Argentinean soccer as a whole has been declining over the past 10 years. It’s become much more competitive, not because the game has been improving, but rather because the teams that once played attractive soccer have been going down the slope and are now struggling to develop and perform at a high level. Why?
One of the reasons is because the young soccer stars, are being sold to the best teams in Europe at a very young age. These players develop and show their skill when they are in the youth categories and once scouts become aware of their talent, they just take them. I mean, which soccer player wouldn’t want to move to a successful club, where he might get the chance to play with and against the best players in the world, where they will get paid, where they will get a reward for working as hard as they do? Erik Lamela, a former starter for River Plate and Argentina’s U20 National team, was bought by Roma from River Plate when he was 19 years old. Javier Saviola, a former starter for River Plate from 1998-2001 was bought by F.C. Barcelona when he was 20 years old. Nicolas Gaitan, a former Boca Juniors starter was bought by Benfica also when he was 20 years old. Sergio Aguero, a former starter for Independiente and Argentina’s U20 National team, was bought by Atletico Madrid when he was 18 years old. These are just a few of the many players that have been transferred to mostly European teams. If these players and the current ones that get sold stayed one or two more years, the competitiveness in Argentina’s soccer would be greater. As a fan, it’s very upsetting to see these transfers happen. In a way it makes sense because the clubs are in desperate need to make money. Soccer is very corrupt in Argentina and if you don’t have money, you’ll probably fail. It all starts at the top, with Julio Grondona, who has been the president of the Argentine Football Association (AFA) since 1979. There aren’t any proofs that he’s done anything against the law. However, some people know, and some people talk, and Argentina as country knows that many of the problems that this sport has gone and is going through is due to this man’s lack of dignity. There has to be a change, a big one, for soccer to be what it once was in Argentina.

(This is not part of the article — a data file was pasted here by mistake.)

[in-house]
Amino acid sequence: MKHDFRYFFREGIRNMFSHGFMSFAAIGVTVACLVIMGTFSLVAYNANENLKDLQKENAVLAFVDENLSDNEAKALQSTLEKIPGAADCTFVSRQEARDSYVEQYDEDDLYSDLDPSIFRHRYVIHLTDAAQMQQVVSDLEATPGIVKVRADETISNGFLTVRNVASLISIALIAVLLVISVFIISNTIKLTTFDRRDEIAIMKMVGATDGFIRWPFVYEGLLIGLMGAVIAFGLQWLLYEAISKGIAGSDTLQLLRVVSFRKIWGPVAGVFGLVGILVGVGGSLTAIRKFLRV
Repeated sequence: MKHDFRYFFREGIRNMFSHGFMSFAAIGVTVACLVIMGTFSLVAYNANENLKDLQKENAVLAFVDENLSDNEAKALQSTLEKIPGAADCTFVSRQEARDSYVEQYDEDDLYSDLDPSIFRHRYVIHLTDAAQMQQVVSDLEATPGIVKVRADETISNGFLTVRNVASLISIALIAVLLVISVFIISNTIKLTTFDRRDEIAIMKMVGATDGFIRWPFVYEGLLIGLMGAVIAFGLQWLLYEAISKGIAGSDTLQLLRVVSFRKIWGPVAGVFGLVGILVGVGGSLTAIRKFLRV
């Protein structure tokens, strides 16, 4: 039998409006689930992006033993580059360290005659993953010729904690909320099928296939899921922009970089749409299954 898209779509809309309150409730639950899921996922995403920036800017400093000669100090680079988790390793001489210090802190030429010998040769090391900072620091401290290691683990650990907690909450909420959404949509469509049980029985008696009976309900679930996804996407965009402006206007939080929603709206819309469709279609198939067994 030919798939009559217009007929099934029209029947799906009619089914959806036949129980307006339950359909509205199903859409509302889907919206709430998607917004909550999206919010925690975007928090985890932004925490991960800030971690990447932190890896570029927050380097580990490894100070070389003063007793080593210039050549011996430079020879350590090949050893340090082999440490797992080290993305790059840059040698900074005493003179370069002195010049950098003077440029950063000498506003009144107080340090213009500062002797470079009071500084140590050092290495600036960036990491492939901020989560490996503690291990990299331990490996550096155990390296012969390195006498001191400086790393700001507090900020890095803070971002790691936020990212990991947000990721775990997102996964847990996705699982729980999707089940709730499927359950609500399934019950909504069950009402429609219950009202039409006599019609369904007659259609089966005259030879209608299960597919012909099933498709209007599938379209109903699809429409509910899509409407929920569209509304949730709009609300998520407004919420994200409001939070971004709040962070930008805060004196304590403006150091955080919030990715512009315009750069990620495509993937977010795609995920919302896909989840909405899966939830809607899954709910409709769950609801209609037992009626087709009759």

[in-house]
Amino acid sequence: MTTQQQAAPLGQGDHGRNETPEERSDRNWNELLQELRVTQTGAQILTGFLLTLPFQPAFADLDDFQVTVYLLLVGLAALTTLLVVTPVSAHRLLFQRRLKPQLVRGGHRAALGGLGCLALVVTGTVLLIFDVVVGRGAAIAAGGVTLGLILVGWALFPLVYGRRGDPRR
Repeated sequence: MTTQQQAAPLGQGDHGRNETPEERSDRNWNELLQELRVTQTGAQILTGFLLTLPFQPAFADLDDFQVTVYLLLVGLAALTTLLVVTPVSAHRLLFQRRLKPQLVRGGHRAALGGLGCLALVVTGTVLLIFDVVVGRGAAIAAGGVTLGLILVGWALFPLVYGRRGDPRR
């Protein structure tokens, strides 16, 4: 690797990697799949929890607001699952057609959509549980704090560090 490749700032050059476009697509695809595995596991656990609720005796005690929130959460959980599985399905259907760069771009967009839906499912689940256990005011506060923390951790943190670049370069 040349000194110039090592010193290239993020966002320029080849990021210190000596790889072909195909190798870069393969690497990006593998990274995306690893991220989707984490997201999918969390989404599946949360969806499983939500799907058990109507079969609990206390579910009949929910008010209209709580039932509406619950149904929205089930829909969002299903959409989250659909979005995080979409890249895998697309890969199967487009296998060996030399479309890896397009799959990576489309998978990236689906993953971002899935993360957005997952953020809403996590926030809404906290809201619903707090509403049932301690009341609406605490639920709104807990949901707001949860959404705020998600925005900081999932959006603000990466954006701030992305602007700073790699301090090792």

The main issue is that players that become coaches right after retiring need to step away from the game for a while after they hang up their boots and learn how to coach. These coaches that jump from playing to coaching may have a great start to their coaching career, but they will be that much better prepared if they watch, learn, and gain experience from older, more experienced coaches.
There’s no doubt that there’s massive amounts of talented soccer players in Argentina. The problem is there are not enough coaches that know how to put those players together and turn them into a successful team.